In a recorded statement to open the conference, President Isaac Herzog blamed growing strains in Israel-US ties and the relationship between Israel and young American Jews on a lack of understanding, explaining that Israeli politicians often make far-reaching pronouncements while campaigning, but generally moderate, once in power.

“What Israeli democracy is must be explained, Israel’s diversity must be explained, the difference between rhetoric and actions must be explained, and the fact that what you see from here, you don’t see from there must be explained,” Herzog said.

The president specifically criticized an article written by New York Times commentator Thomas Friedman following this month’s Knesset election, in which the veteran journalist lamented that “the Israel we knew is gone.”

Herzog, who has attempted to ease concerns over the next government’s makeup of right-wing, far-right and ultra-Orthodox parties, said the article “caused us a great wrong after the election.”

Eldad Shavit, a senior fellow at the INSS and long-time researcher of Israeli-American ties, also said that there was no need for immediate panic, that the relationship was still strong, but he warned that this could change.

“The US government accepts the democratic process in Israel and will see what happens and not act purely based on statements made during the campaign,” Shavit said.

UTJ leader MK Moshe Gafni arrives at coalition talks in Jerusalem on November 6, 2022. (Yonatan Sindel/Flash90)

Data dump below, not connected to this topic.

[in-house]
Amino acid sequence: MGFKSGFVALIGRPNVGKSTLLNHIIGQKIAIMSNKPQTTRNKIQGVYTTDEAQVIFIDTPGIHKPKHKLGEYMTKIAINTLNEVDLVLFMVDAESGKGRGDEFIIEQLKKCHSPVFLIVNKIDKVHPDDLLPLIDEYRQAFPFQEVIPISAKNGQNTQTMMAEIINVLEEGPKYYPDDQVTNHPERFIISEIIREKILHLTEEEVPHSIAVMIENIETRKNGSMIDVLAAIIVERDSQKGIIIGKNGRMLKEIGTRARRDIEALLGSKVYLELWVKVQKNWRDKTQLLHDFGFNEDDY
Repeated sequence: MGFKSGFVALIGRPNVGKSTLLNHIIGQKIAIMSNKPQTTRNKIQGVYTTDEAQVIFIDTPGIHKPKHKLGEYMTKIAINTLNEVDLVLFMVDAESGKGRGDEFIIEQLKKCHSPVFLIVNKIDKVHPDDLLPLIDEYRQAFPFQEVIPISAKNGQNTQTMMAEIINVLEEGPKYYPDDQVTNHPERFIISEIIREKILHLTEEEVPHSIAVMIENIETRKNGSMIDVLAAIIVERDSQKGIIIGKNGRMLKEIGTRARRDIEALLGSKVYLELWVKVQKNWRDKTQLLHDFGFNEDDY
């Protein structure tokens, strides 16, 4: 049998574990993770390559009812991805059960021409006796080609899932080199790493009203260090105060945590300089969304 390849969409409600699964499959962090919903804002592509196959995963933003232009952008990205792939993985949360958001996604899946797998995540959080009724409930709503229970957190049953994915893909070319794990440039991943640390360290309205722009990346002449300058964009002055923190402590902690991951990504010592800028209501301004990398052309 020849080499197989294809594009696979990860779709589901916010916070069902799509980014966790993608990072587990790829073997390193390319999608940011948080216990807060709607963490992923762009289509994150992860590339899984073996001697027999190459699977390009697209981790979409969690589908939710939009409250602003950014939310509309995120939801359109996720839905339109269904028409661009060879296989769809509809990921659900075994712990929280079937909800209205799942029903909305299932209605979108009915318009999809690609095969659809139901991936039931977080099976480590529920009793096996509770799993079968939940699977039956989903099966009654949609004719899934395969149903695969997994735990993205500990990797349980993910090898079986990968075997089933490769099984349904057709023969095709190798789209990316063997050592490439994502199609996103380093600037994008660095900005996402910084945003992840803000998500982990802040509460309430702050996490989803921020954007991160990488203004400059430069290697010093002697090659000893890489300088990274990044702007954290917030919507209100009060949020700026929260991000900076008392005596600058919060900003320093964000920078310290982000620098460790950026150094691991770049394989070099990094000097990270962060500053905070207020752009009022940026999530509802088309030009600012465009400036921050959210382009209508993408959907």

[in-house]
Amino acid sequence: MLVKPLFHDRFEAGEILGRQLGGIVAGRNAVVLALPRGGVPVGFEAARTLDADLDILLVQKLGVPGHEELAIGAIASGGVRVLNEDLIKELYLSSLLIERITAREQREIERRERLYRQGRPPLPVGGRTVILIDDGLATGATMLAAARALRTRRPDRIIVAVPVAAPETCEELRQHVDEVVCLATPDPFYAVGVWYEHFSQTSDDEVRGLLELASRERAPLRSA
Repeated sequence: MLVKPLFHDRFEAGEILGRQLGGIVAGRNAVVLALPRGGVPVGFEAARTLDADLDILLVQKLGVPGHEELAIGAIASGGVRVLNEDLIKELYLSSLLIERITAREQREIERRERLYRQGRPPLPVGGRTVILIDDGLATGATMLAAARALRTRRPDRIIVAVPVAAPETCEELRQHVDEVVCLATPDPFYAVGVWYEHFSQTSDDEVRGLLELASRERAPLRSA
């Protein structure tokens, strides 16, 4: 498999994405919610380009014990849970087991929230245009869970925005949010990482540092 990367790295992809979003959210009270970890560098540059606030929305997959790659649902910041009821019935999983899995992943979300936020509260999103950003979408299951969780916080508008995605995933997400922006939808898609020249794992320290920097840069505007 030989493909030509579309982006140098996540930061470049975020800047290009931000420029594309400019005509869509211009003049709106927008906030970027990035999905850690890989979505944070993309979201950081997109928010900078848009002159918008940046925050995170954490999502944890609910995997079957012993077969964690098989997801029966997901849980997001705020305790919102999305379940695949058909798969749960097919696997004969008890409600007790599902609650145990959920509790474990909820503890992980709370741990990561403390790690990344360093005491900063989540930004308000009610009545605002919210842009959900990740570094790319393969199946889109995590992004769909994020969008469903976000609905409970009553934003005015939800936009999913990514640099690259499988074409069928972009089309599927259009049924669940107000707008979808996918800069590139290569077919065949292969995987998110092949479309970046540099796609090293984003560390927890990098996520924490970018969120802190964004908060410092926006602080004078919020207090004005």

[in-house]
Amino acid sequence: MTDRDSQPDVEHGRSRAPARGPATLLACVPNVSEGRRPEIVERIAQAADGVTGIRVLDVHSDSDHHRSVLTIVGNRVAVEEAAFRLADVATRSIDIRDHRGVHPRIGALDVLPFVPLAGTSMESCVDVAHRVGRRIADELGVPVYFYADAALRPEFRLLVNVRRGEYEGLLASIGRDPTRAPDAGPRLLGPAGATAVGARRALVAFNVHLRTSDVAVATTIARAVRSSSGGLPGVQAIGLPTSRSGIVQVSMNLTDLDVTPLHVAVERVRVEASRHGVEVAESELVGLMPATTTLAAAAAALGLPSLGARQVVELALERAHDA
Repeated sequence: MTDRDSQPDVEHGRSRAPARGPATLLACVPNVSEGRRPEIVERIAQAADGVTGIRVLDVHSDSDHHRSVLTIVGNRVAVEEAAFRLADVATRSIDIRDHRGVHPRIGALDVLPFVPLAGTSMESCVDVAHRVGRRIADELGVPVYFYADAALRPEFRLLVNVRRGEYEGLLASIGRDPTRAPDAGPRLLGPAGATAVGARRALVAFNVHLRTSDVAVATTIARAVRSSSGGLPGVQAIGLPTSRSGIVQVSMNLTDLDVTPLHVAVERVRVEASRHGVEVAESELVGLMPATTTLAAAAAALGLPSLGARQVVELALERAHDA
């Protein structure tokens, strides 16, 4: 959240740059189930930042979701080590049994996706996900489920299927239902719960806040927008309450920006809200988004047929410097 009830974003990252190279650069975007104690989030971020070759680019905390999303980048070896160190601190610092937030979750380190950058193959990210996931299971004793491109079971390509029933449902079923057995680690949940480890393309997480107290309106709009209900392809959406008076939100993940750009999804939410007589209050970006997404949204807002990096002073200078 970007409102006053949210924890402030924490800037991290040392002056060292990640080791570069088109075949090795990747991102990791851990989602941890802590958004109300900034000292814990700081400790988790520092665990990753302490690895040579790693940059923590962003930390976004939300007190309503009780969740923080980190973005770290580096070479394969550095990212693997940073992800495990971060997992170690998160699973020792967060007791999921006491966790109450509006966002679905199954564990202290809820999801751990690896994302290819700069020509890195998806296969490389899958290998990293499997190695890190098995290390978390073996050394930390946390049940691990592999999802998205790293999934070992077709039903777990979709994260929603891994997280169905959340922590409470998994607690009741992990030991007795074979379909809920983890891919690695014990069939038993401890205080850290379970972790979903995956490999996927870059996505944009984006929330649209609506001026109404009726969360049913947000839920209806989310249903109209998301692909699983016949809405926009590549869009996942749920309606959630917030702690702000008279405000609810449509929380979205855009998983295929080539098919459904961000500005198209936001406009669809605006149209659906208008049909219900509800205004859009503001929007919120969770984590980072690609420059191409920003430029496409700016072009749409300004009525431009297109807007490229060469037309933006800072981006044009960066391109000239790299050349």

“But will the government take steps that harm human rights and minority rights or take steps against the Palestinians? If that happens, it will be difficult to maintain an intimate relationship with the [Biden] administration,” he said.

Shavit also stressed that Israel primarily needs to be focused on preventing Iran from obtaining a nuclear weapon, something that it needs the United States’ help to do.

“Things that damage the relationship [with the US] on issues besides Iran can also have an effect on Iran,” he said.

Daroff stressed the security ramifications of the Israel-US relationship, as well.

“While the IDF is an incredible force providing for Israel’s security, Israel’s security does not rest alone on the shoulders of Israel. Israel is bolstered by the rock-solid American guaranteed to come to its defense,” he said.

Pollster Fern Oppenheim, who works with a variety of pro-Israel groups, warned against becoming complacent, despite the fact that polls regularly show that a majority of Americans support Israel.

Citing data collected in 2010 and 2016, Oppenheim said those figures are “meaningless” as support for Israel is only high in certain demographics — Jews, men, the elderly, white people, Evangelical Christians — and is far lower in others: women, people of color, young people.

“The [majority support] is meaningless. It likely means you have 80 percent on one side and 40% on the other. The problem for Israel is that this ‘other side’ represents the future of America,” she said.

“When you look at how they view Israel, Israel falls short in terms of the values that they hold dear,” Oppenheim said, specifying that this included human rights, racial tolerance, and accepting “alternative lifestyles.”

She also said that her findings show that Americans do not see the Israeli-Palestinian conflict in zero-sum terms: even if Americans thought Palestinians were “the worst people in the world,” that would not translate into Americans supporting Israelis more.